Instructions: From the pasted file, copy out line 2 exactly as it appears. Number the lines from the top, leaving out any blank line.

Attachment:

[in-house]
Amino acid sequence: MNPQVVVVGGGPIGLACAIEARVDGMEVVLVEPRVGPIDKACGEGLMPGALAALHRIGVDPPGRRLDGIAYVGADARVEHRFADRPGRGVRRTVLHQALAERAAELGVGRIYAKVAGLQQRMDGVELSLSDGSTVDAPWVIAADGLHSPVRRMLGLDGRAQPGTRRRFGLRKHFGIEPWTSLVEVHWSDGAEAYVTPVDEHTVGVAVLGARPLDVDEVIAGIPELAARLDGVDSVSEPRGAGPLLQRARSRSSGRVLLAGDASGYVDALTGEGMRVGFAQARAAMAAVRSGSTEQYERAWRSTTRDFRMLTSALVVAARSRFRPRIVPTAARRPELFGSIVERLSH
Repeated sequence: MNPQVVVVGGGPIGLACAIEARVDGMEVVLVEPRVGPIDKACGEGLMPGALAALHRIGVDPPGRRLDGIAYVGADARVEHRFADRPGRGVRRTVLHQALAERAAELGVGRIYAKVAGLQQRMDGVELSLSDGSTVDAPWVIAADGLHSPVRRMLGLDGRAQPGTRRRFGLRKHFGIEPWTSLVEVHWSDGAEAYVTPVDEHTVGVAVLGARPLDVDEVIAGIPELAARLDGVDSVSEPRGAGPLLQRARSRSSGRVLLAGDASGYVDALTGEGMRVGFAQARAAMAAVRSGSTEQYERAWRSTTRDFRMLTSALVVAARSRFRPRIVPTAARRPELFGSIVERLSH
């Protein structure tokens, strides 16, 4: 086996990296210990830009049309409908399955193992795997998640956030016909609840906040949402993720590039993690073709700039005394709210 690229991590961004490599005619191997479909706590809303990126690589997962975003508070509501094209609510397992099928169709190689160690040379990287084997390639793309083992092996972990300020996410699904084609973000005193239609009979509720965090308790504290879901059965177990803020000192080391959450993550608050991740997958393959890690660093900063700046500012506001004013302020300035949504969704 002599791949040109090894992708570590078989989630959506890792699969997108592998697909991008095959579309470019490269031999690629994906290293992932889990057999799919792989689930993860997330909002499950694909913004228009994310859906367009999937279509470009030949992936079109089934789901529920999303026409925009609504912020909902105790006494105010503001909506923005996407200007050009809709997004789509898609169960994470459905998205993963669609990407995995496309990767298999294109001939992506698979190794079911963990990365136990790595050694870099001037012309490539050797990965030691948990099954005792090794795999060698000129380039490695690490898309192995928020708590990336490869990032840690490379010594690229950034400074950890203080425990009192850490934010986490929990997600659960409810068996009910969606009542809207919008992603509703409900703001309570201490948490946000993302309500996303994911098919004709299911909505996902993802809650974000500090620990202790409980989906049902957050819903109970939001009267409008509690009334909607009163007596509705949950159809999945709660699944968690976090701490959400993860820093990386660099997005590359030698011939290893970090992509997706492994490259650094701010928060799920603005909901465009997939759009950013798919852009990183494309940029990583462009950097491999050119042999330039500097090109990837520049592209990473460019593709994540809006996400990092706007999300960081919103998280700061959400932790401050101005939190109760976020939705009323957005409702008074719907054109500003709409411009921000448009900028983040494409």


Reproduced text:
Amino acid sequence: MNPQVVVVGGGPIGLACAIEARVDGMEVVLVEPRVGPIDKACGEGLMPGALAALHRIGVDPPGRRLDGIAYVGADARVEHRFADRPGRGVRRTVLHQALAERAAELGVGRIYAKVAGLQQRMDGVELSLSDGSTVDAPWVIAADGLHSPVRRMLGLDGRAQPGTRRRFGLRKHFGIEPWTSLVEVHWSDGAEAYVTPVDEHTVGVAVLGARPLDVDEVIAGIPELAARLDGVDSVSEPRGAGPLLQRARSRSSGRVLLAGDASGYVDALTGEGMRVGFAQARAAMAAVRSGSTEQYERAWRSTTRDFRMLTSALVVAARSRFRPRIVPTAARRPELFGSIVERLSH